As you are preparing to plan your estate, you might find that some of the titles and terms that are used in estate law can be confusing. These terms may also be confusing if you are someone who has been named as a person who is responsible for managing the estate of your loved one who has recently passed away. At Elder Care Direction, we can offer you some guidance whether you are trying to figure out what the different terms mean or if you need some help with understanding the responsibilities that you have.
What is a personal representative vs. an executor?
A personal representative is an umbrella term that can refer to either an executor or to an estate administrator. Whichever type of a personal representative a person might be, he or she will be considered to be a fiduciary. This means that they have ethical duties when they manage the affairs of other people. However, they can play different types of roles in an estate plan.
The executor’s role
An executor is someone who is named in a will to be responsible for managing the testator’s property after the testator has died. The executor must manage the property and distribute it according to the testator’s wishes as they are outlined in the will.
Some of the duties that executors have to complete include the following:
- Submit the will to the probate court;
- Inventory and value the probated property;
- Contact the beneficiaries who have been named in the will;
- Notify the creditors;
- Pay all valid claims;
- File the final tax returns;
- Pay estate, state, and federal income taxes; and
- Distribute the assets to the beneficiaries.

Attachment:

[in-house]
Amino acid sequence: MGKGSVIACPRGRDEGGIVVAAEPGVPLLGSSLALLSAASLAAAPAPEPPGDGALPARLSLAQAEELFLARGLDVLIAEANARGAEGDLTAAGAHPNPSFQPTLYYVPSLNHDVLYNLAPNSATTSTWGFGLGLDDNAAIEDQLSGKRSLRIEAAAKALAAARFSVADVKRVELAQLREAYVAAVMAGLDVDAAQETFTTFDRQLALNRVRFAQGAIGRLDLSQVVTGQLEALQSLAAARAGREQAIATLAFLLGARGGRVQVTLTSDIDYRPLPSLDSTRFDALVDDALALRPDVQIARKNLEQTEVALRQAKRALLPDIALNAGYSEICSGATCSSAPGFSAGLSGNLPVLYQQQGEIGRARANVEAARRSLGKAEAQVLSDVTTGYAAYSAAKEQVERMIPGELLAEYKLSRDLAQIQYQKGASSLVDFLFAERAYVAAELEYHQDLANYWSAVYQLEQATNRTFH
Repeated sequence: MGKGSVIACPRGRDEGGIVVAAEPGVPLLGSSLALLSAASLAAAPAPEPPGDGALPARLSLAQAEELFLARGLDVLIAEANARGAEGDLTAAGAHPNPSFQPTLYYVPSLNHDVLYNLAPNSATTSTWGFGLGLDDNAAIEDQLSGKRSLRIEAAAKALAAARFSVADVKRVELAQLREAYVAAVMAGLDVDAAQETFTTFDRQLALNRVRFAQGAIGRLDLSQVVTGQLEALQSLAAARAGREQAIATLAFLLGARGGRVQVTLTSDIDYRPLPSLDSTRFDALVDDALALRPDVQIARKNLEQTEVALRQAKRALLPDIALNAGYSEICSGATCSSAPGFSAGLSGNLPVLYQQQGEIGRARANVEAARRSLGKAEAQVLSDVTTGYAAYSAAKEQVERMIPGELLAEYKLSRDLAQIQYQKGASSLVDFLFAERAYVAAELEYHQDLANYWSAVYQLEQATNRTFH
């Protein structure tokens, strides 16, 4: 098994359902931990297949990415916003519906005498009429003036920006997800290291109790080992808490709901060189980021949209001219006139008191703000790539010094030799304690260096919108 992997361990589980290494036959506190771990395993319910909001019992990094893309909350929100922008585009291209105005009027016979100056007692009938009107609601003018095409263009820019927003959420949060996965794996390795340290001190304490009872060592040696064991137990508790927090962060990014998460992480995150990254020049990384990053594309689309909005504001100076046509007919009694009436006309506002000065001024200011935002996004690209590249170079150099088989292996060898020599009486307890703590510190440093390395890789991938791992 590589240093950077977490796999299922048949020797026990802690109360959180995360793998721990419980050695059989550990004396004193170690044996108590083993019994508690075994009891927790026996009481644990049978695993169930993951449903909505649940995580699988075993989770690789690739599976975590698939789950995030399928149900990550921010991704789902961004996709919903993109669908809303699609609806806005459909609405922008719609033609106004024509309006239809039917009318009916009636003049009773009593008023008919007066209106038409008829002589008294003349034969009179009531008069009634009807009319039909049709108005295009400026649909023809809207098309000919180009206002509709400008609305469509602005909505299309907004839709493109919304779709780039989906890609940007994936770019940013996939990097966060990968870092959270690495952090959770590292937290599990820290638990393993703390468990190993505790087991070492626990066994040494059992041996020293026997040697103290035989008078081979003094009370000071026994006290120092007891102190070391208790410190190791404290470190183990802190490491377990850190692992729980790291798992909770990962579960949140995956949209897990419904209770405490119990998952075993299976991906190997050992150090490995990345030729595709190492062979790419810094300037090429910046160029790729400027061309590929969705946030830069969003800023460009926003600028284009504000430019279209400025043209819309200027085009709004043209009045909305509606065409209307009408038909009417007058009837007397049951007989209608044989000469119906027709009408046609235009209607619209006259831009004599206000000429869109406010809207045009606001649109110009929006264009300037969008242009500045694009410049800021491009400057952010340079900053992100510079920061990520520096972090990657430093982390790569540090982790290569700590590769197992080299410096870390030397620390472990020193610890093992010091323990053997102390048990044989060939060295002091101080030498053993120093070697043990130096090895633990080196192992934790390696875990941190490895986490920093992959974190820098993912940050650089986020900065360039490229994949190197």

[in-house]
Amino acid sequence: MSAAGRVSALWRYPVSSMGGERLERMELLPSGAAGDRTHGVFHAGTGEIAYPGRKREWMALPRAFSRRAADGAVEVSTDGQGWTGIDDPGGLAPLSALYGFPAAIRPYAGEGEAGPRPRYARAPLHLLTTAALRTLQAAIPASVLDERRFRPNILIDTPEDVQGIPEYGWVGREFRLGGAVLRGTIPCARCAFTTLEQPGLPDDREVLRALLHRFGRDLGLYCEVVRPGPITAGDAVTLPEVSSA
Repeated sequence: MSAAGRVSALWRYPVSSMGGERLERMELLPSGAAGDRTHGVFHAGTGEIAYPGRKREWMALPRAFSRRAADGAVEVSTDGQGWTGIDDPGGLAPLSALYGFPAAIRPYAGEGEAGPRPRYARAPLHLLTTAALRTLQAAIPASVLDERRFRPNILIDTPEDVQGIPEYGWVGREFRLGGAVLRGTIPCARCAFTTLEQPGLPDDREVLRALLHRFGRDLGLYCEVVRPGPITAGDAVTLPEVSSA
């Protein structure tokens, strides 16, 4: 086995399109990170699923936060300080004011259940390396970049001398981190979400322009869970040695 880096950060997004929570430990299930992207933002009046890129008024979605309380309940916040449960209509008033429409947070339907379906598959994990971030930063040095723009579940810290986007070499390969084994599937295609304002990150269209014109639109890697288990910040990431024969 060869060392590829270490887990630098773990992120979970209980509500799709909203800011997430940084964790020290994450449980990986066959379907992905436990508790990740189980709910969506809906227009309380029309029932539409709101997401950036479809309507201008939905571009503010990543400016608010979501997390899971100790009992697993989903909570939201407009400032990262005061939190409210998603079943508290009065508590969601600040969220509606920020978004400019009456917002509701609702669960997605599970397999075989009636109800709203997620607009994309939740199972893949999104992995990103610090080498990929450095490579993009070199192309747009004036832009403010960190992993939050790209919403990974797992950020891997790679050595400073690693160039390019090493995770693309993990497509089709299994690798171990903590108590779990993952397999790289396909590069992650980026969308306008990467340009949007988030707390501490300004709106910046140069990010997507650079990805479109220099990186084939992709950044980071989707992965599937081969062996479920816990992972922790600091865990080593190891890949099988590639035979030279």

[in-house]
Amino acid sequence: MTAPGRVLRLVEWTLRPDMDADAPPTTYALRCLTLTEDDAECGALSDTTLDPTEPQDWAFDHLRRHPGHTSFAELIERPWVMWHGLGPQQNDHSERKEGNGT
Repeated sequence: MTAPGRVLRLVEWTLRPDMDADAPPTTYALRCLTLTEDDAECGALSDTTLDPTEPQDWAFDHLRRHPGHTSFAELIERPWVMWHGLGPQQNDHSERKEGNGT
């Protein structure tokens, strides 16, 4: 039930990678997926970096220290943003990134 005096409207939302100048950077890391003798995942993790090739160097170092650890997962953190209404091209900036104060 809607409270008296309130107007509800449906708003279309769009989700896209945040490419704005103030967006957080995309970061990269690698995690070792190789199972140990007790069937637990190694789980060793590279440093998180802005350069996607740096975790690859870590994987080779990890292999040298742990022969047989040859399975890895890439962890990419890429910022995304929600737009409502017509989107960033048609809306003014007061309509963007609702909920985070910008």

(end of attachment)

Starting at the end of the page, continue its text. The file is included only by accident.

During the time in which the executor is controlling the assets of the estate, he or she is responsible for losses that occur. A court may hold an executor personally liable for any losses.
An administrator’s role
An estate administrator is someone who is appointed by a court to manage the assets of a deceased person who dies without a will. If a will was not left behind, the estate will still need to be probated. State law may dictate the person who may be appointed by a court to serve as the administrator.
For instance, the surviving spouse may be the person who is chosen by courts in some states under their laws. In those states, a surviving spouse may choose not to serve as the administrator. The judge would then move to the next person on the list under the statute of who may serve.
An administrator has many of the same duties as an executor with the exception of validating a will. He or she must notify the interested parties and the creditors. He or she must inventory the assets and pay valid creditor claims. The administrator will also have to file final tax returns and distribute the assets under the state’s intestacy laws.
Get help from Elder Care Direction
The professionals at Elder Care Direction can help to save you time and money. We are able to assist you with the initial paperwork and with understanding the different responsibilities that you might have. If you need further legal assistance, we can refer you to one of our partner attorneys. Call us today or contact us online to schedule a consultation.